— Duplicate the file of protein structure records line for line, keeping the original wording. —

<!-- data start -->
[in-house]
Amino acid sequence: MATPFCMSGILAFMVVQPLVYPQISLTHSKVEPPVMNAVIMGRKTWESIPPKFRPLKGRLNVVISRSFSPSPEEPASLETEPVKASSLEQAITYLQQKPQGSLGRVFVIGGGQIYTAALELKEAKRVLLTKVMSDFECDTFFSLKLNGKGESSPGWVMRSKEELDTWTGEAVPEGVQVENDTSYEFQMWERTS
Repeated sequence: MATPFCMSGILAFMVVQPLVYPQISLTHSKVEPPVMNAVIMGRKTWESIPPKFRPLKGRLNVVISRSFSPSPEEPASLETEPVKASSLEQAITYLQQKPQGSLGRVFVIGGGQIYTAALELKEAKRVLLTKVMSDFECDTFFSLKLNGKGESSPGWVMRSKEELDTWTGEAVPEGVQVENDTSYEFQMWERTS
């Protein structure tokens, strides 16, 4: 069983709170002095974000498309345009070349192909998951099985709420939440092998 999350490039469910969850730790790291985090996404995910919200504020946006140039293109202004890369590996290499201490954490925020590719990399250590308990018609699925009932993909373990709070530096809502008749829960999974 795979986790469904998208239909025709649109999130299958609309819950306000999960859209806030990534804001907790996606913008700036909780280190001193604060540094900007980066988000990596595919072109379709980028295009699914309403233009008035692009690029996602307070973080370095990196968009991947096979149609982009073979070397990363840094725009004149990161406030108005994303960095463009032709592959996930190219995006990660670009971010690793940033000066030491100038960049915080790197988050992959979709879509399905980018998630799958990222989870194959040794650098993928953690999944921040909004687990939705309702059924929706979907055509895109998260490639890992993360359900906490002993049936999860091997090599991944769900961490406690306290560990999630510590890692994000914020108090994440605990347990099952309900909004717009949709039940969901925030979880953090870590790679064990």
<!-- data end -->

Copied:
[in-house]
Amino acid sequence: MATPFCMSGILAFMVVQPLVYPQISLTHSKVEPPVMNAVIMGRKTWESIPPKFRPLKGRLNVVISRSFSPSPEEPASLETEPVKASSLEQAITYLQQKPQGSLGRVFVIGGGQIYTAALELKEAKRVLLTKVMSDFECDTFFSLKLNGKGESSPGWVMRSKEELDTWTGEAVPEGVQVENDTSYEFQMWERTS
Repeated sequence: MATPFCMSGILAFMVVQPLVYPQISLTHSKVEPPVMNAVIMGRKTWESIPPKFRPLKGRLNVVISRSFSPSPEEPASLETEPVKASSLEQAITYLQQKPQGSLGRVFVIGGGQIYTAALELKEAKRVLLTKVMSDFECDTFFSLKLNGKGESSPGWVMRSKEELDTWTGEAVPEGVQVENDTSYEFQMWERTS
């Protein structure tokens, strides 16, 4: 069983709170002095974000498309345009070349192909998951099985709420939440092998 999350490039469910969850730790790291985090996404995910919200504020946006140039293109202004890369590996290499201490954490925020590719990399250590308990018609699925009932993909373990709070530096809502008749829960999974 795979986790469904998208239909025709649109999130299958609309819950306000999960859209806030990534804001907790996606913008700036909780280190001193604060540094900007980066988000990596595919072109379709980028295009699914309403233009008035692009690029996602307070973080370095990196968009991947096979149609982009073979070397990363840094725009004149990161406030108005994303960095463009032709592959996930190219995006990660670009971010690793940033000066030491100038960049915080790197988050992959979709879509399905980018998630799958990222989870194959040794650098993928953690999944921040909004687990939705309702059924929706979907055509895109998260490639890992993360359900906490002993049936999860091997090599991944769900961490406690306290560990999630510590890692994000914020108090994440605990347990099952309900909004717009949709039940969901925030979880953090870590790679064990």